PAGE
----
One neat thing about the event A Time of Remembrance, is that people can bring a photo of somebody that they have lost. And Toni, you and I spoke before about how no one talks about this. It's like this type of conversation is taboo. If you've lost somebody to suicide or addiction, nobody wants to bring it up. Maybe they don't know how to bring it up. They don't have the right words of comfort to say. Or maybe this is just a Minnesota thing, we don't want to offend somebody or make them feel bad and so sometimes we just don't say anything at all. Unfortunately, that quietness just continues and it's like the big elephant in the room. Having this opportunity to honor those that people have lost is going to be such a huge impact, especially with the wall of remembrance. Can you share a little bit about that and what individuals can bring for it?
TONI - We welcome everybody to bring a photo of their loved one or their loved ones, because many people have lost quite a few individuals.
JESSICA - During the event, I heard that there are a few nice items that individuals who attend will receive. Can you touch on those?
TONI - We have packets of forget me not seeds so that people can plant the seeds - it's a way of remembering an individual. We have crosses, small pebbles, and then we also have a small charm that looks like a feather.
JESSICA - One thing about loss, it doesn't affect somebody who is just a Christian, just you know "this faith", those who are agnostic, etc. It doesn't care who you are or what religion you do or don't practice. Although this event is at a church, that thought of "Well, I can't go get help or mourn my loved one because I'm not ____" should not be a reason you don't walk through the doors. This event is not for a specific faith. It is for those who have lost loved ones due to addiction, overdoses, and suicide. You can find help at this event, comfort, and strength from other people if you show up.
TONI - A Time to Remember is taking place at St. Luke's Episcopal Church, but anybody and everybody is welcome. If you have other beliefs and don't practice the Christian faith, you are more than welcome to come - the door will be open to join us.
JESSICA - I have a feeling that at this event could stir up a lot of emotions for individuals who have lost loved ones to suicide, addiction and overdoses. What type of support will be available for anyone that day who might have questions or need to talk to someone?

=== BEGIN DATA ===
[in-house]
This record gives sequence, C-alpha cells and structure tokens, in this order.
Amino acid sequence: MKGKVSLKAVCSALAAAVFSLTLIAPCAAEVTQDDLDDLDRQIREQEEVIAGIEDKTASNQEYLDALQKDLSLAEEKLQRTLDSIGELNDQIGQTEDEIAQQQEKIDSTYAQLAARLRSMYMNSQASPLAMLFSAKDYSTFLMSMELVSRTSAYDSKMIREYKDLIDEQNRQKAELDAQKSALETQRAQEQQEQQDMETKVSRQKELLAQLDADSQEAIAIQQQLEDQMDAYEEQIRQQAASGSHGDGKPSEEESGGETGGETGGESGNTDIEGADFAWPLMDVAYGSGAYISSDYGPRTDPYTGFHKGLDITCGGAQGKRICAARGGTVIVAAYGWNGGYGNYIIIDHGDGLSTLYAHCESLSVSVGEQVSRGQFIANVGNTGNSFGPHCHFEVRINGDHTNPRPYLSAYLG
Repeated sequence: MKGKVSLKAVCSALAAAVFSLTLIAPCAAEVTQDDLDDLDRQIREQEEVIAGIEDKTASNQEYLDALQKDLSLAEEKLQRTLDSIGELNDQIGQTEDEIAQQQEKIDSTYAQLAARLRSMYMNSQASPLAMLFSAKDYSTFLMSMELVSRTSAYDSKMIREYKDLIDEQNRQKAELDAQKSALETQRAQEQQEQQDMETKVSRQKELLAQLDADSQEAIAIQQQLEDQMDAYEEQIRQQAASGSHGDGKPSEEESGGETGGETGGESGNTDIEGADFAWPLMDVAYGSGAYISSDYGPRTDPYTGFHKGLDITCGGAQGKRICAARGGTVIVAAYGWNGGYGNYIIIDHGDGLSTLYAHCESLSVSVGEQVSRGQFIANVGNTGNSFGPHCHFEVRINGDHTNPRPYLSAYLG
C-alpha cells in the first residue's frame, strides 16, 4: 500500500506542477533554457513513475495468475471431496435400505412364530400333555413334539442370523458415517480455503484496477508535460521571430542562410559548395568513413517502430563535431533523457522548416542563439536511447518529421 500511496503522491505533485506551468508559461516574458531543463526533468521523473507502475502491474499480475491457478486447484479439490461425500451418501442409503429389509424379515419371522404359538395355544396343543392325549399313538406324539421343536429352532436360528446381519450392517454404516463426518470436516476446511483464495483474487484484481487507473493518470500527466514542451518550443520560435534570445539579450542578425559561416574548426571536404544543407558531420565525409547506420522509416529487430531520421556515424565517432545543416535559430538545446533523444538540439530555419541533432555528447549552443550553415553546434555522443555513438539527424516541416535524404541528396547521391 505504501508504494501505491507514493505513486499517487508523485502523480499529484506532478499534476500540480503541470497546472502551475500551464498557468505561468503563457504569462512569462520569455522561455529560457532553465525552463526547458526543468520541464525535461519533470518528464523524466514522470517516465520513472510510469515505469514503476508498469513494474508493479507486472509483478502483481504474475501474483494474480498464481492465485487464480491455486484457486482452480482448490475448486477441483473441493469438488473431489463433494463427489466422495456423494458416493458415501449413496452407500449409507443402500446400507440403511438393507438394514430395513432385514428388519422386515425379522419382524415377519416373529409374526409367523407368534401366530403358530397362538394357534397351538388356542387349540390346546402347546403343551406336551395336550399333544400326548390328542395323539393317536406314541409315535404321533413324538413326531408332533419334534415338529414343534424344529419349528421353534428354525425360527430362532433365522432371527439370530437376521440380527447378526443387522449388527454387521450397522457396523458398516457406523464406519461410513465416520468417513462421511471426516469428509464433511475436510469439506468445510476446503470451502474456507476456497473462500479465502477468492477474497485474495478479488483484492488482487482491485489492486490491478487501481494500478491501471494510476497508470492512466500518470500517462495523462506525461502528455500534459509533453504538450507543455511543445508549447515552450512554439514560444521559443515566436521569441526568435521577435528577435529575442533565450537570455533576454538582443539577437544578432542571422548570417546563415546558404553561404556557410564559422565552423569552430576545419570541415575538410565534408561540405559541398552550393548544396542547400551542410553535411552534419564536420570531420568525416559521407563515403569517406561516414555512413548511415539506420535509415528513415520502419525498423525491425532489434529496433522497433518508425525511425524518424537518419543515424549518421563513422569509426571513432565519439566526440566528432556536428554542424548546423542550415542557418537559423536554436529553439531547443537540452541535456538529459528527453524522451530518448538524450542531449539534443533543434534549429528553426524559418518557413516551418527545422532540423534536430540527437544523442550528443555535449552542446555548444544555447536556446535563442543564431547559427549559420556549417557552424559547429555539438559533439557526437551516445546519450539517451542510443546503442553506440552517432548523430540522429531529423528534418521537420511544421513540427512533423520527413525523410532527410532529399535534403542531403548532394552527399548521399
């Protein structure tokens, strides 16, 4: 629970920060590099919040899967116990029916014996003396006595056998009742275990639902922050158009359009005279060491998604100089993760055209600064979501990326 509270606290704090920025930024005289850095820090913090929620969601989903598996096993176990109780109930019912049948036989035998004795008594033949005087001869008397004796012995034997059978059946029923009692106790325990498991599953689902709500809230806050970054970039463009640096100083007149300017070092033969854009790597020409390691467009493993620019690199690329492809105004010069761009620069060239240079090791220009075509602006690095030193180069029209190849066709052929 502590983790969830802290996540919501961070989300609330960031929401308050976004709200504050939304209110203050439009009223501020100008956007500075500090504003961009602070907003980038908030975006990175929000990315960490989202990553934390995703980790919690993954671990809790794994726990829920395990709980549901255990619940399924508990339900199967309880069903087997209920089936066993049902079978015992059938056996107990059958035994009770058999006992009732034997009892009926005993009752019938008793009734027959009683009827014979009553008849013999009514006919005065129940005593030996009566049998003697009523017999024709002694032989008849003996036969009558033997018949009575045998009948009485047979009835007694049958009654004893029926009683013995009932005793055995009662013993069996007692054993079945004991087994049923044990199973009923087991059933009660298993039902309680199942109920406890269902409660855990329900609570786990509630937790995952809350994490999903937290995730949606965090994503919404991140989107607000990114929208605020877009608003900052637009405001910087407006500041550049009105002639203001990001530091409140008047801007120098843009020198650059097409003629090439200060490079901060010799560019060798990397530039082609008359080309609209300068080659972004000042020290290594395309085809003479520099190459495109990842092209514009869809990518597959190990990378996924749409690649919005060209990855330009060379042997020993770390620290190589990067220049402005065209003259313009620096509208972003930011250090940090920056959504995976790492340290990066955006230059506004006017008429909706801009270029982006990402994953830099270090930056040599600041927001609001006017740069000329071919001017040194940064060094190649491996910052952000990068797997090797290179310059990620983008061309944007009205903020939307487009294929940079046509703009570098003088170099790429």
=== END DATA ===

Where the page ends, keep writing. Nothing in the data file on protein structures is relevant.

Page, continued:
TONI - The Landing MN, Docs Recovery, Fernbrook, Salt and Light Partners, Hope Ranch, Mayo Clinic, C.E.R.T., Minnesota Adult and Teen Challenge, Pathways, and a number of other groups will be having the table.
JESSICA - If somebody has a friend or a family member who recently lost somebody because of addiction or suicide, what words of comfort would you suggest be given to those who are now dealing with that loss?
VALERIE - I think grief and loss affects people differently and with the stages of grief, sometimes there's not exactly like a black and white. However, I know that a lot of healing comes from people coming together and supporting each other wherever they're at, whatever level of response or lack of response they want. Just being with somebody and just sitting with them in their time of loss and grief and encouraging them if they want encouragement or any words of sympathy. It it's kind of a case-by-case situation and you just have to use your wisdom and intuition. But "you're not alone, and I'm here to walk with you" is what I would say.
JESSICA - Valerie, let me ask you this. Somebody who might be reading this who is struggling with an addiction or mental health, what would you say to them right now?
VALERIE - I would recommend reaching out to two places, Doc Recovery House or Recovery's Happening - they have a great team of peer recovery specialists. That would be the first step that I would take - connecting with the peer recovery specialist and kind of assessing what type of support you need and then they can walk alongside with you through that process.
If you or someone you know is having suicidal thoughts, visit the National Suicide Prevention Lifeline website. Resource information is provided for free as well as a chat message service. To speak directly to a professional, call 1-800-273-8255. You are not alone and help is available. Every life is important.